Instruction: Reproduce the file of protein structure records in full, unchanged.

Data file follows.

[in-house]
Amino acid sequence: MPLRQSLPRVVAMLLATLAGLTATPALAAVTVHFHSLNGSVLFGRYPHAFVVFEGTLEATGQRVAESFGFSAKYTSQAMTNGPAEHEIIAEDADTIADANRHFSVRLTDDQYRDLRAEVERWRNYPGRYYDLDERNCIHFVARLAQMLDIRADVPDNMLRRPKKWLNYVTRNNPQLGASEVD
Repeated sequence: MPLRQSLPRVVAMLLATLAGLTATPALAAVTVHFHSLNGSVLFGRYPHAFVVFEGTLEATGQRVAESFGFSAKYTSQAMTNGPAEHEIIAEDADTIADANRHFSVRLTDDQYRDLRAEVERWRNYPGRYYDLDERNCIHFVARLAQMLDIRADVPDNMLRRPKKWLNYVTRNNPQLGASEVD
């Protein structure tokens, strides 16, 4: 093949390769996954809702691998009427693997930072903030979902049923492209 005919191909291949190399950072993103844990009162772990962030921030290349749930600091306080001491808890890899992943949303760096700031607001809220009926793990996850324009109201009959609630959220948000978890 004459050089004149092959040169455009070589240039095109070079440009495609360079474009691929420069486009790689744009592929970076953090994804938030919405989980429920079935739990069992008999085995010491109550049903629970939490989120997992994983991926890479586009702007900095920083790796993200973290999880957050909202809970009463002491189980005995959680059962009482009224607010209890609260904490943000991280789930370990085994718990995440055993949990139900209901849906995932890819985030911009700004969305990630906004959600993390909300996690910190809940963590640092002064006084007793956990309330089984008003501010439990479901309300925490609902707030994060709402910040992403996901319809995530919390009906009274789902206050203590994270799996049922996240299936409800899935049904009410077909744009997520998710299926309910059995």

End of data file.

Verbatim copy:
[in-house]
Amino acid sequence: MPLRQSLPRVVAMLLATLAGLTATPALAAVTVHFHSLNGSVLFGRYPHAFVVFEGTLEATGQRVAESFGFSAKYTSQAMTNGPAEHEIIAEDADTIADANRHFSVRLTDDQYRDLRAEVERWRNYPGRYYDLDERNCIHFVARLAQMLDIRADVPDNMLRRPKKWLNYVTRNNPQLGASEVD
Repeated sequence: MPLRQSLPRVVAMLLATLAGLTATPALAAVTVHFHSLNGSVLFGRYPHAFVVFEGTLEATGQRVAESFGFSAKYTSQAMTNGPAEHEIIAEDADTIADANRHFSVRLTDDQYRDLRAEVERWRNYPGRYYDLDERNCIHFVARLAQMLDIRADVPDNMLRRPKKWLNYVTRNNPQLGASEVD
């Protein structure tokens, strides 16, 4: 093949390769996954809702691998009427693997930072903030979902049923492209 005919191909291949190399950072993103844990009162772990962030921030290349749930600091306080001491808890890899992943949303760096700031607001809220009926793990996850324009109201009959609630959220948000978890 004459050089004149092959040169455009070589240039095109070079440009495609360079474009691929420069486009790689744009592929970076953090994804938030919405989980429920079935739990069992008999085995010491109550049903629970939490989120997992994983991926890479586009702007900095920083790796993200973290999880957050909202809970009463002491189980005995959680059962009482009224607010209890609260904490943000991280789930370990085994718990995440055993949990139900209901849906995932890819985030911009700004969305990630906004959600993390909300996690910190809940963590640092002064006084007793956990309330089984008003501010439990479901309300925490609902707030994060709402910040992403996901319809995530919390009906009274789902206050203590994270799996049922996240299936409800899935049904009410077909744009997520998710299926309910059995």